Can dual agents honestly serve the needs of two sides that have separate goals?
They can certainly referee the transaction — but it’s going to be near impossible to give advice and act with 100% integrity.
This is why inquiring about an agent’s history of dual agency is one of the most important questions you should ask a real estate agent.
In rare situations, it can make sense for a real estate agent to represent both the buyer and seller.
But it’s ideal to work with an agent who generally avoids dual-agency transactions.
Because these are the real estate agents who have good character.
They’re not willing to risk their integrity for a higher commission.
Many agents are.
And the end result for sellers and buyers who work with a dual agent can be disastrous.
Why dual agency is bad for sellers
The outcome is almost never good for a seller when their listing agent becomes a dual agent.
Because the higher commission paid to the agent usually results in a lower selling price.
Here’s one example of many…
Before SoldNest, I had buyer clients who fell in love with a home after looking for several months.
So we put a great offer together that included:
- An offer price of $1,840,000 (listed at $1,799,000)
- No contingencies and a 25-day close
- Their pre-approval letter from Wells Fargo (with a 30% down payment)
It took one day and a follow-up by email, text, and a phone call to get confirmation from the agent that he received our offer (not normal).
He emailed the day after and said, “Thank you, but the sellers have decided to accept another offer.”
I already knew what happened.
Zero effort from the real estate agent representing the seller typically means they’re also representing the buyer.
My suspicion was confirmed when the house sold a month later.
The final sale price?
That’s $30,000 less than what my clients offered (and they would have gone a bit higher, too).
The seller most likely never knew about my client’s offer.
This is not unusual for a real estate agent who has a history of acting as a dual agent.
They’re very good at utilizing certain tactics so they can make more money by also representing the buyer.
The consequence of this usually means the homeowner walks away with less favorable terms.
This is the reason why sellers should avoid dual agency.
Why dual agency is bad for buyers
Many buyers assume working with a dual agent will get them a “better deal.”
In many cases, it can.
But dual agency can be bad for a buyer because they’re working with an agent who is representing the party with opposing interests.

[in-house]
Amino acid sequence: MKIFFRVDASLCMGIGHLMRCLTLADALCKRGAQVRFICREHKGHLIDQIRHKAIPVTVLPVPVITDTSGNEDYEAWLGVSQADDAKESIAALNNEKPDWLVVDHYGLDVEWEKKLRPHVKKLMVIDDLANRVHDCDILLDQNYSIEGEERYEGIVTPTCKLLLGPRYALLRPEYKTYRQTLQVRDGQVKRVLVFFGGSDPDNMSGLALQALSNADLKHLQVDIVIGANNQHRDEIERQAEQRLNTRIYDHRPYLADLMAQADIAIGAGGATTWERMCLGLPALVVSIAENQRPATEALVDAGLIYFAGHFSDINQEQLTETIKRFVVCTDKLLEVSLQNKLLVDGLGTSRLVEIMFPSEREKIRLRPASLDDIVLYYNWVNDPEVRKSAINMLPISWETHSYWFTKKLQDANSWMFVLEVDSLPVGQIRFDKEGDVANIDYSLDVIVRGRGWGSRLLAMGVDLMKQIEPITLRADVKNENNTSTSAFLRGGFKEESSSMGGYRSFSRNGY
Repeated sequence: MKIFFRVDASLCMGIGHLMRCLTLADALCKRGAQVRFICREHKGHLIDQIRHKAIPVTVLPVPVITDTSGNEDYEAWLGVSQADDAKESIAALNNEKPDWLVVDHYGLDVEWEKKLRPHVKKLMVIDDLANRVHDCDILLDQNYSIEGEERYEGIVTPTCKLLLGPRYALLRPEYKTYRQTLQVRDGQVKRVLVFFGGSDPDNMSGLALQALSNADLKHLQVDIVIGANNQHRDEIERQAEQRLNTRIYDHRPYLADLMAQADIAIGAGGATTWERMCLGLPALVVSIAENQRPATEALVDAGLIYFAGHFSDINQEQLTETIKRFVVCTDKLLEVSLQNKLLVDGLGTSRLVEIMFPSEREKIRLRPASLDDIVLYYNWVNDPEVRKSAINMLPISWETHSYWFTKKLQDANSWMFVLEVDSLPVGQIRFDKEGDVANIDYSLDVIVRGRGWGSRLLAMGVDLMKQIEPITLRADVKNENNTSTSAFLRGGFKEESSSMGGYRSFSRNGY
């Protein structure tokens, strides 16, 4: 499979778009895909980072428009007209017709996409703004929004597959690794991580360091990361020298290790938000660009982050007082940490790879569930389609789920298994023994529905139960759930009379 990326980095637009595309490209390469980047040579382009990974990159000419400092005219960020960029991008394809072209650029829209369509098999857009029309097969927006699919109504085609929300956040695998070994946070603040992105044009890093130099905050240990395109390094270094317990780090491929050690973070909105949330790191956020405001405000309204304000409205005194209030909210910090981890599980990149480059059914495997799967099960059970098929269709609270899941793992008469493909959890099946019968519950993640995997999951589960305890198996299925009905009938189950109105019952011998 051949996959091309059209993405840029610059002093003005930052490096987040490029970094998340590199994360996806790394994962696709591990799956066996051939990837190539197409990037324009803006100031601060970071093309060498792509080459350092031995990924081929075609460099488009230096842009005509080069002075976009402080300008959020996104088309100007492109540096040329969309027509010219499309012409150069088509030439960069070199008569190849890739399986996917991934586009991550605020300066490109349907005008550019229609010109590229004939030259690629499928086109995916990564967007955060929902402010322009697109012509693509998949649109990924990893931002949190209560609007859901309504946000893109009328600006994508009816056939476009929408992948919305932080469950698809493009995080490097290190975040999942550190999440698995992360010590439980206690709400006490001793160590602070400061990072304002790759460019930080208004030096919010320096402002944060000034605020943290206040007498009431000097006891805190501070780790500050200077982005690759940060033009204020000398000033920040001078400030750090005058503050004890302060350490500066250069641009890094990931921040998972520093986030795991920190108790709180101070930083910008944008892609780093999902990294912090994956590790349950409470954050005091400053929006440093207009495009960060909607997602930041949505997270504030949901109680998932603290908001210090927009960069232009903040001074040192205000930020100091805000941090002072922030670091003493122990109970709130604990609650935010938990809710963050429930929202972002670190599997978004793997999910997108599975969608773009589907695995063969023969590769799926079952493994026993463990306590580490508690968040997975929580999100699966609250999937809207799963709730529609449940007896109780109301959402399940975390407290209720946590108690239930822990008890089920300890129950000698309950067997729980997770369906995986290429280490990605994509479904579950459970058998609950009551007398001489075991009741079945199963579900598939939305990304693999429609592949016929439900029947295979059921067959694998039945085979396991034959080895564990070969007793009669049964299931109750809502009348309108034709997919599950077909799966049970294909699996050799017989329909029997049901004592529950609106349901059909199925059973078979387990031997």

And that agent is financially motivated.
It’s usually too late by the time a buyer realizes the repercussions.
This review left on a competitor’s website is a good example:
Buyers like this often discover issues with the property that should have been disclosed prior to the sale.
But they didn’t find out beforehand because they didn’t have their own agent to fight for them.
These issues can have a negative impact on the home’s value.
That might include situations like:
- Bad neighbors
- A noisy street
- A death on the property
And problems with inspections are not uncommon for a buyer when they work with a dual agent.
Some will discourage buyers from conducting their own due diligence (particularly in a seller’s market) or avoid pressing the seller to cover repairs found on an inspection report.
Dual agency can make buyers believe they’re getting a better deal.
But it can end up costing a buyer more than the “deal” they thought they were getting.
This is why buyers should almost always have their own representation.
When should you work with a dual agent?
Most buyers and sellers should avoid working with the same agent.
But sometimes it can work.
Let’s take a look at two specific scenarios that could be favorable for both parties.
When the seller and buyer know each other
Working with a dual agent can be a good idea if the buyer and the seller already have an existing relationship.
Dealing with a family member or close friends?
A dual agent can help streamline these sorts of transactions.
That’s because the parties involved are likely to come to an agreement more easily — whether on price or terms.
In other words, there’s a good possibility that their real estate agent won’t need to negotiate.
When the listing agent is willing to reduce their commission
In most transactions, two different real estate agents split a total commission of around 5-6% of the final sales price.
Some agents might be willing to reduce this total in a dual-agency scenario.
Something like 6% to 5% or 5% to 4%.
The problem with this is that they’d still be making more money than they would if there were two separate agents.
And that increases the chances of the agent not acting in the best interests of either party.
But there is a scenario where a dual-agency arrangement can make sense for both the buyer and seller.
When the agent is willing to forfeit a higher commission.
Eliminating the amount that would have been paid to the buyer’s agent reduces the chances of the agent risking their integrity.
The bottom line
Dual agents represent the buyer and the seller in the same real estate transaction.
But clients can suffer in this situation — especially sellers.
The easiest way to avoid this?
Work with an agent whose dual agency transactions are a lower than average percentage of their listings sold compared to other agents in your area.
This means knowing how to find the right real estate agent who has a track record of looking out for their clients best interests.